Meet the world’s smallest monster trucks

One problem: Chemical quirks may sideline some of these nano-vehicles in the breakdown lane

This nanoscale vehicle is dubbed the Ohio Bobcat Nanowagon. It consists of four circular “wheel” molecules fastened to an H-shaped molecular frame.

E. MASSON

WASHINGTON, D.C. — Check out the world’s smallest monster truck. Called the Ohio Bobcat Nanowagon, its dimensions are about equal to the width of a strand of DNA. Oh, and a chemical curiosity hides under its hood.

It’s been constructed from just five molecules. The pipsqueak is only about 3.5 nanometers long and 2.5 wide. Still, it was the heftiest contender in the first-ever nanocar race earlier this year. (There, it took home the bronze.) Perhaps more interesting was the surprise researchers made while building these itsy-bitsy racecars.

Many broke as soon as scientists tried attaching them to a racetrack. Their broken bits tended to look like two-wheeled hoverboards.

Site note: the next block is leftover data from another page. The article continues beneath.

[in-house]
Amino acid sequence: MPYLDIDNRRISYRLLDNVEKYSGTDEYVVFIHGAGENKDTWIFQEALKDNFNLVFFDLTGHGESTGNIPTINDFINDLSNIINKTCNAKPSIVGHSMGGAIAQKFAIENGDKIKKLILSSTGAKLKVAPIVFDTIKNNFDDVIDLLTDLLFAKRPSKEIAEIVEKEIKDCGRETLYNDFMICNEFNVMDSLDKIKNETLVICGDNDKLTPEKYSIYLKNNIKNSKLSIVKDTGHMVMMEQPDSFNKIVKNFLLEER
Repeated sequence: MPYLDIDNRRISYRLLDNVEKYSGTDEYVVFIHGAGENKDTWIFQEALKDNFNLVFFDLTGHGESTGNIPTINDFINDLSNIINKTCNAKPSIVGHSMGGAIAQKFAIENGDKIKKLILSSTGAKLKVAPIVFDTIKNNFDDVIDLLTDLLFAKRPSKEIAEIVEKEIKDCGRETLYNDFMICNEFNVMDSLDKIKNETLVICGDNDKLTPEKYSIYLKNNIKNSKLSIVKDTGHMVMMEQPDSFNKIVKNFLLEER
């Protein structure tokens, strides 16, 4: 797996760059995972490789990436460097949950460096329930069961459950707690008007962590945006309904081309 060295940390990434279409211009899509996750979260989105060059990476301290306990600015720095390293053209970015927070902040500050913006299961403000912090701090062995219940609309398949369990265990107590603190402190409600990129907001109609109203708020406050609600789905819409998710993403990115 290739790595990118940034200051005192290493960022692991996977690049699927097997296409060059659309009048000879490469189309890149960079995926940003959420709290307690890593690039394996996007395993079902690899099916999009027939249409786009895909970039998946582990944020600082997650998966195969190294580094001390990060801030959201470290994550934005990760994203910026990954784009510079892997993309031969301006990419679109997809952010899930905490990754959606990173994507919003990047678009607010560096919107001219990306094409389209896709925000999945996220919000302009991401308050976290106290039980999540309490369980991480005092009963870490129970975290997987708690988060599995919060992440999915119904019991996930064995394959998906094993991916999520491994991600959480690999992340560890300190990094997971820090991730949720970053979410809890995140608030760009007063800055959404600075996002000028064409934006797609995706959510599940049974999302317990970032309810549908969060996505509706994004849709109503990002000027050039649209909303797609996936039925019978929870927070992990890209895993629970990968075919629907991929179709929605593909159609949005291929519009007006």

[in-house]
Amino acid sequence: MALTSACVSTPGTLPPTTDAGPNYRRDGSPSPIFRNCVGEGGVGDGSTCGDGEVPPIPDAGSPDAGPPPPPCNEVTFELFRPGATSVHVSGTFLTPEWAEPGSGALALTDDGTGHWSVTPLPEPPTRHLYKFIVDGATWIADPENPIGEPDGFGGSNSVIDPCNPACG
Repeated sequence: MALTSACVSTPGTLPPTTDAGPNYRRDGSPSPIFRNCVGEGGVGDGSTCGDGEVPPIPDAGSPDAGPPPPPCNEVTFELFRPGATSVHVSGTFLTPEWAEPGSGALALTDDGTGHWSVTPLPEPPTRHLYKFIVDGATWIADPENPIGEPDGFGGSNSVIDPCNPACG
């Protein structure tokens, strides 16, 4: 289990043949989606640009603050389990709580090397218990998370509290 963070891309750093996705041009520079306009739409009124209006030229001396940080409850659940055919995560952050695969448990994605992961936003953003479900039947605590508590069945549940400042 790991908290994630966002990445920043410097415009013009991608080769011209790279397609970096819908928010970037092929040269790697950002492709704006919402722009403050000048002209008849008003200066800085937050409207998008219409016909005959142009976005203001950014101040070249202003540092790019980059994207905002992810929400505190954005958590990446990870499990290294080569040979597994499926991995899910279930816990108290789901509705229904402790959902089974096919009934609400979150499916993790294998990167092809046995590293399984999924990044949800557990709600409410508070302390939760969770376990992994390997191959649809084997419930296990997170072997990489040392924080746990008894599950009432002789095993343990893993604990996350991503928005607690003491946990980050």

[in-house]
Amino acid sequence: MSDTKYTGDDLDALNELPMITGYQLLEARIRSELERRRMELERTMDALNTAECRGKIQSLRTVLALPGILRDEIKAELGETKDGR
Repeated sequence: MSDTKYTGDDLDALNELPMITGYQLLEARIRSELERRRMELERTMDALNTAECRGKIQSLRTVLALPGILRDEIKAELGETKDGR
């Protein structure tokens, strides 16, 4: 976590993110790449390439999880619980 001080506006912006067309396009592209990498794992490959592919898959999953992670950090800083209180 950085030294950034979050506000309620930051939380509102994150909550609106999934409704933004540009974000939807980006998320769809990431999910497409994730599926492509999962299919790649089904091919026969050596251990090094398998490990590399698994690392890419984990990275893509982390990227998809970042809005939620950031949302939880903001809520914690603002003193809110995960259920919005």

“It seems to be easier to break the chassis than to remove the wheel,” notes Eric Masson. That proved “very surprising,” says this car’s co-developer. Chemical bonds link atoms in the car’s frame. The type of bond holding them together typically is thought to be stronger than the type that attach its wheels.

Masson is a chemist at Ohio University in Athens. He and his colleagues are not sure why their Bobcat Nanowagons are more likely to snap in half than to lose a wheel. But they are investigating. Explaining this quirk could help scientists better understand the operations of molecular machines. A number of such nano-devices are now under development. They could be used to seek and destroy cancer cells, or even deliver drugs to specific cells of the body.

Masson offered details of his nano-racer August 23 in a news conference, here, at the American Chemical Society fall national meeting.

Maria Temming is the staff reporter for physical sciences, covering everything from chemistry to computer science and cosmology. She has bachelor's degrees in physics and English, and a master's in science writing.

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